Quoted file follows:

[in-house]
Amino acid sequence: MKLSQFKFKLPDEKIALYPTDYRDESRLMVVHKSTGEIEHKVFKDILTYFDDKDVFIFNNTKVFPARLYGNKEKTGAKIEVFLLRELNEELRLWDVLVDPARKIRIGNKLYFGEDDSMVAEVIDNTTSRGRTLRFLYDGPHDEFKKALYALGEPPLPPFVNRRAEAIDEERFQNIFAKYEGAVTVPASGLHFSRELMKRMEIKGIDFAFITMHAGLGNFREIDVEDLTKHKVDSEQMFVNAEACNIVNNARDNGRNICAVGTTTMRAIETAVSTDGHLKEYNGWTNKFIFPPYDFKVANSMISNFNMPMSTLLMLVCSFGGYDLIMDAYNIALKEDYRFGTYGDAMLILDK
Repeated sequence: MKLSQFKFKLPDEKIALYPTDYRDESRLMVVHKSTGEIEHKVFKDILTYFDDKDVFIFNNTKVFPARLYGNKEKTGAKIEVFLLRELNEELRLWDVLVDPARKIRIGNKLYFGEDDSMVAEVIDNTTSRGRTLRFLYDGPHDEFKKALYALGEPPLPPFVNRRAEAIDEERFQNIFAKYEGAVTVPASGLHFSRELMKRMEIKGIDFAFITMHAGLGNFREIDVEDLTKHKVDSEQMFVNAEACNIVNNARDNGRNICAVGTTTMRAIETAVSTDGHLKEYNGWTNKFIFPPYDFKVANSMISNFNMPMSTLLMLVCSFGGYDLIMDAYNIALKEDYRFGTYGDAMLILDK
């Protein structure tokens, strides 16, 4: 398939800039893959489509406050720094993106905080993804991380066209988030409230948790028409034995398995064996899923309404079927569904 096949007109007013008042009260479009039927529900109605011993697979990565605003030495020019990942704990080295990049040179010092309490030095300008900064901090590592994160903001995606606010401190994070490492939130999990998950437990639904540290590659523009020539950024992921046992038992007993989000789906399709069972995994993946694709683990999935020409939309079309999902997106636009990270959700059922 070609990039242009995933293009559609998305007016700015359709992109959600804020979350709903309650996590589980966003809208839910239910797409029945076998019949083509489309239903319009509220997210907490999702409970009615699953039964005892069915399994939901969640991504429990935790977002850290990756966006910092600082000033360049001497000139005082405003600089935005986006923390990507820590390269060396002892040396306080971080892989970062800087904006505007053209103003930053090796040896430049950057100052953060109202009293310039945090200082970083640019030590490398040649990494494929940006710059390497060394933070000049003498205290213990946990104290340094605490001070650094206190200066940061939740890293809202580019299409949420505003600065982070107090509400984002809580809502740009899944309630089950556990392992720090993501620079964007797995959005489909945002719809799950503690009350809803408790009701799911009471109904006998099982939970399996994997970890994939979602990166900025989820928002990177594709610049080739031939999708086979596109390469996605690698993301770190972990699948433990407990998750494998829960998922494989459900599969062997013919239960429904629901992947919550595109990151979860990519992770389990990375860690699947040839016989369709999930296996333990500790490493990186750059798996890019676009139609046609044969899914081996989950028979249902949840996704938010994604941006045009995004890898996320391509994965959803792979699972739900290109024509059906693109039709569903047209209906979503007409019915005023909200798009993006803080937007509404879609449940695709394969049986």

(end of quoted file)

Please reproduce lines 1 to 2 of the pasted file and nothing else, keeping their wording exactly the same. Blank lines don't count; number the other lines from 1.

[in-house]
Amino acid sequence: MKLSQFKFKLPDEKIALYPTDYRDESRLMVVHKSTGEIEHKVFKDILTYFDDKDVFIFNNTKVFPARLYGNKEKTGAKIEVFLLRELNEELRLWDVLVDPARKIRIGNKLYFGEDDSMVAEVIDNTTSRGRTLRFLYDGPHDEFKKALYALGEPPLPPFVNRRAEAIDEERFQNIFAKYEGAVTVPASGLHFSRELMKRMEIKGIDFAFITMHAGLGNFREIDVEDLTKHKVDSEQMFVNAEACNIVNNARDNGRNICAVGTTTMRAIETAVSTDGHLKEYNGWTNKFIFPPYDFKVANSMISNFNMPMSTLLMLVCSFGGYDLIMDAYNIALKEDYRFGTYGDAMLILDK